Leclerc remained in the French Army and on the outbreak of the Second World War was a captain in the 4th Division. When the German Army began its Western Offensive Leclerc and his troops moved into Belgium. Serving under General Alphonse Juin, his troops were attacked by General Walther von Reichenau and the 6th Army. Forced to retreat they were pushed back into France.
On 15th June 1940, Leclerc received a serious head wound while fighting at the Aube River and had to be evacuated to a hospital at Tonnerre. He left just before the Germans arrived and managed to escape to Spain. Eventually he joined General Charles De Gaulle in London on 25th July.
After being promoted to the rank of major, he was sent with Free French troops to the Cameroons in August 1940. This small group of men soon overcame all Vichy resistance and the territory was taken from the control of Henri-Philippe Petain.
On 22nd November 1940, De Gaulle appointed Leclerc as military commandant of Chad. Leclerc led his troops on several raids on the Italian Army stationed in neighbouring Libya. This included the capture of Koufa in March 1941.
In November 1941, Charles De Gaulle ordered Leclerc to link up with General Bernard Montgomery and the 8th Army fighting General Erwin Rommel and the Deutsches Afrika Korps. Leclerc's campaign was a great success and he entered Tripoli on 25th January 1943. Now serving under Montgomery, his renamed 2nd French Light Infantry Division took part in the advance on Tunis. On 5th May 1941 Leclerc was appointed commander of the 2nd Armed Division in Morocco.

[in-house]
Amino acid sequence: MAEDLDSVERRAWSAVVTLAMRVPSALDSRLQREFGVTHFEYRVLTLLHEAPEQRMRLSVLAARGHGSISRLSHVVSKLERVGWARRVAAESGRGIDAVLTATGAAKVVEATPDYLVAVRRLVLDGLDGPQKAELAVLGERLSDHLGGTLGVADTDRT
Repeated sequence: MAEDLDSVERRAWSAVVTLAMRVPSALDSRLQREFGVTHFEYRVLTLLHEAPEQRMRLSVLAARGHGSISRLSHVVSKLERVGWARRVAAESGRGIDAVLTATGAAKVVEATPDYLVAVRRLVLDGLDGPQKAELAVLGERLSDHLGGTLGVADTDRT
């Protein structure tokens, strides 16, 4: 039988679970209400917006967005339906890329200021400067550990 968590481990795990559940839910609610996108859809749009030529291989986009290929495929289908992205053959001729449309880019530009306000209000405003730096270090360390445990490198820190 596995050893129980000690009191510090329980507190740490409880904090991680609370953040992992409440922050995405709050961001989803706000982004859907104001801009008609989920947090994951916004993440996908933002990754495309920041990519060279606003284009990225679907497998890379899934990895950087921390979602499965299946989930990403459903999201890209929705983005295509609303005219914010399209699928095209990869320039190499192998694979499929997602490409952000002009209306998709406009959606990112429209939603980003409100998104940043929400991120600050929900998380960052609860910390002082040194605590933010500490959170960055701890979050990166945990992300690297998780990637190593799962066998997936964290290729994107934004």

Leclerc served under General George Patton during the invasion of Normandy. Leclerc fought his way into Paris on 25th August 1944 and later that day accepted the German surrender of the city. He also took part in the advance into Nazi Germany.
After the death of Adolf Hitler and the German surrender, Leclerc was appointed commander-in-chief of French troops fighting the Japanese Army in the Far East. However, soon after arriving in Indochina Japan also surrendered.
Leclerc remained in Saigon until being appointed inspector of land troops in North Africa in February 1947. Jacques Leclerc was killed on 28th November 1947 when his plane crashed while landing at Colomb-Bechar.